×

Warning

JUser: :_load: Unable to load user with ID: 3719
Tuesday, 07 December 2010 17:40

Pre-natal mobile phone use leads to naughty kids

By

Danish research has identified a potential link between mobile phone use by pregnant mums and their children, linking this to the development of behavioural problems. According to the study, children exposed to mobile phones before birth and who used phones before the age of 7 were 50% more likely to have behavioural problems, while those who were exposed to mobile phones only before birth had a 40% increased likelihood of behavioural problems.

The study, published in the Journal of Epidemiology and Community Health, ran from March 1996 to November 2002. It followed nearly 100,000 pregnant mothers who completed a detailed questionnaire on lifestyle factors, dietary habits and environmental exposures. When their children were seven years old, they were questioned again on information pertaining to the health of her child, cell phone use among children as well as among the mother's during pregnancy.

The study found that 'There is an association between prenatal as well as postnatal use and behavioural problems by age 7 years among a general population of mothers who are cell phone users. These results replicate the findings of an association observed among only early technology adopters. These new results also reduce the likelihood that these are chance findings or findings that did not adequately consider the influence of other important factors for behavioural problems. These results should not be interpreted as demonstrating a causal link between cell phone use and adverse health effects for children, but if real - and given the nearly universal use of cell phones - the impact on the public's health could be of concern.'

In other words, there is a correlation but not necessarily a causal effect.

Professor Rodney Croft, Executive Director of the Australian Centre for Radio Frequency Bioeffects Research and a Professor of Health Psychology at the University of Wollongong, said that "Although this new study is interesting in that it reports greater behavioural problems in 7-year-olds whose mothers reported more mobile phone use during pregnancy (than in those who reported less mobile phone use), the data is not strong enough to indicate that prenatal mobile phone exposure causes behavioural problems in children'. Professor Croft's main concern is that the nature of the study relied on parental 'parental recall of mobile phone use' and that this may not have been particularly accurate or measurable.

From the other side of the world, Professor Patricia McKinney, Emeritus Professor of Paediatric Epidemiology at the University of Leeds, said that "The conclusions from this large study, associating behavioural problems in very young children with mobile phone use, over-interpret the results.  There is no scientific basis for investigating exposure of the growing baby when pregnant mothers use a mobile phone, as exposure to radio-frequency radiation from mobile phones is highly localised to the part of the head closest to the phone; there is no evidence to suggest that other parts of the body, such as the abdomen where the baby is growing, are affected by mobile phone use'.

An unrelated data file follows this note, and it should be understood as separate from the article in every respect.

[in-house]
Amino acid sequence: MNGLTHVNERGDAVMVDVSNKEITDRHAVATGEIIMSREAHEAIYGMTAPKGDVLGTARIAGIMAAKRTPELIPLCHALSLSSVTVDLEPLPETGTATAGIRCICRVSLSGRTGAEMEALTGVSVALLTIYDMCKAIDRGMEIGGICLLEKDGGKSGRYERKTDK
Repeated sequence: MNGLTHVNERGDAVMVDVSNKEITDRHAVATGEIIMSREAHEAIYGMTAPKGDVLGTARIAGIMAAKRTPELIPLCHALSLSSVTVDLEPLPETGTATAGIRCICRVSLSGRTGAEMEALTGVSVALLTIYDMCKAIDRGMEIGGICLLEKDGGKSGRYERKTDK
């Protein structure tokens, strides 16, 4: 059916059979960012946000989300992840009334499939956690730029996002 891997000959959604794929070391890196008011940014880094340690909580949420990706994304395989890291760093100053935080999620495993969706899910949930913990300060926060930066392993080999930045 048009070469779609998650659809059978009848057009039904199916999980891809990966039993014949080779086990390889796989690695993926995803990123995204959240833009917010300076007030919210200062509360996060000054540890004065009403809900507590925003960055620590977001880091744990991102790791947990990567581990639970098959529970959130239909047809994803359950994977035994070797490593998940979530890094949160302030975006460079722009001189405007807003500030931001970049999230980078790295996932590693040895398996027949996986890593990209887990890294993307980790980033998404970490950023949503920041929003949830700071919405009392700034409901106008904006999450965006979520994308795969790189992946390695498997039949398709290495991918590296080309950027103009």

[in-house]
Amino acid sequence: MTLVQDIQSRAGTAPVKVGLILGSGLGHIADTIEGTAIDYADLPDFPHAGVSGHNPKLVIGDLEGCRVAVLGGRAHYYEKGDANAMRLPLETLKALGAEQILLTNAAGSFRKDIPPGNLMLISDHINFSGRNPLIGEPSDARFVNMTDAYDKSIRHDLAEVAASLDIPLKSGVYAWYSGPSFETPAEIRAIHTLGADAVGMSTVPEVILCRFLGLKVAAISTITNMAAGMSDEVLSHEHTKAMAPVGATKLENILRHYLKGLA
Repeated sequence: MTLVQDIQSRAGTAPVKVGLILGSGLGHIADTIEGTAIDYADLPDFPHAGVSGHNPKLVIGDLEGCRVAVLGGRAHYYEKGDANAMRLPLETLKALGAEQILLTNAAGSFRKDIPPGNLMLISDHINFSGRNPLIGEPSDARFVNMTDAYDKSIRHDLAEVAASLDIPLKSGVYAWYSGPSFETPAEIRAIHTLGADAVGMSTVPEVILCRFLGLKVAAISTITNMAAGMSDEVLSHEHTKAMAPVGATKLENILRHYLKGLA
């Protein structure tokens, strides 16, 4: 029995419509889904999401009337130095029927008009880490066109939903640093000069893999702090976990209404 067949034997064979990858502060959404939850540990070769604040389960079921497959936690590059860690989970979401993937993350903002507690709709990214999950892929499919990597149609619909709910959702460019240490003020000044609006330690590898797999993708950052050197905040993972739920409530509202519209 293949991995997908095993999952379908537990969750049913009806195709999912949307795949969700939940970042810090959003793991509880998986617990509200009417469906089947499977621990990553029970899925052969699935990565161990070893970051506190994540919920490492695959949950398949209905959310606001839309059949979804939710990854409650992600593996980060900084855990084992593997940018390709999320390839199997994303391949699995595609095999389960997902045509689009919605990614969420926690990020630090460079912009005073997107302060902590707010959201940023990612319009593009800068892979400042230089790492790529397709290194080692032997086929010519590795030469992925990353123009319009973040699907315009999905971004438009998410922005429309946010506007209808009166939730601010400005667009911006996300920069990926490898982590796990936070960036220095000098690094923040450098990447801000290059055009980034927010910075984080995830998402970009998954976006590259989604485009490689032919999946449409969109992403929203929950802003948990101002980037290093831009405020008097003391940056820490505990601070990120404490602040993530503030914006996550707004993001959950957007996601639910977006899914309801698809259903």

Similarly Professor David Spiegelhalter, Professor of Biostatistics at the University of Cambridge, said he was 'skeptical of these results'.


Subscribe to ITWIRE UPDATE Newsletter here

Now’s the Time for 400G Migration

The optical fibre community is anxiously awaiting the benefits that 400G capacity per wavelength will bring to existing and future fibre optic networks.

Nearly every business wants to leverage the latest in digital offerings to remain competitive in their respective markets and to provide support for fast and ever-increasing demands for data capacity. 400G is the answer.

Initial challenges are associated with supporting such project and upgrades to fulfil the promise of higher-capacity transport.

The foundation of optical networking infrastructure includes coherent optical transceivers and digital signal processing (DSP), mux/demux, ROADM, and optical amplifiers, all of which must be able to support 400G capacity.

With today’s proprietary power-hungry and high cost transceivers and DSP, how is migration to 400G networks going to be a viable option?

PacketLight's next-generation standardised solutions may be the answer. Click below to read the full article.

CLICK HERE!

WEBINAR PROMOTION ON ITWIRE: It's all about webinars

These days our customers Advertising & Marketing campaigns are mainly focussed on webinars.

If you wish to promote a Webinar we recommend at least a 2 week campaign prior to your event.

The iTWire campaign will include extensive adverts on our News Site itwire.com and prominent Newsletter promotion https://www.itwire.com/itwire-update.html and Promotional News & Editorial.

This coupled with the new capabilities 5G brings opens up huge opportunities for both network operators and enterprise organisations.

We have a Webinar Business Booster Pack and other supportive programs.

We look forward to discussing your campaign goals with you.

MORE INFO HERE!

BACK TO HOME PAGE

Share News tips for the iTWire Journalists? Your tip will be anonymous

WEBINARS ONLINE & ON-DEMAND

GUEST ARTICLES

VENDOR NEWS

Guest Opinion

Guest Interviews

Guest Reviews

Guest Research

Guest Research & Case Studies

Channel News

Comments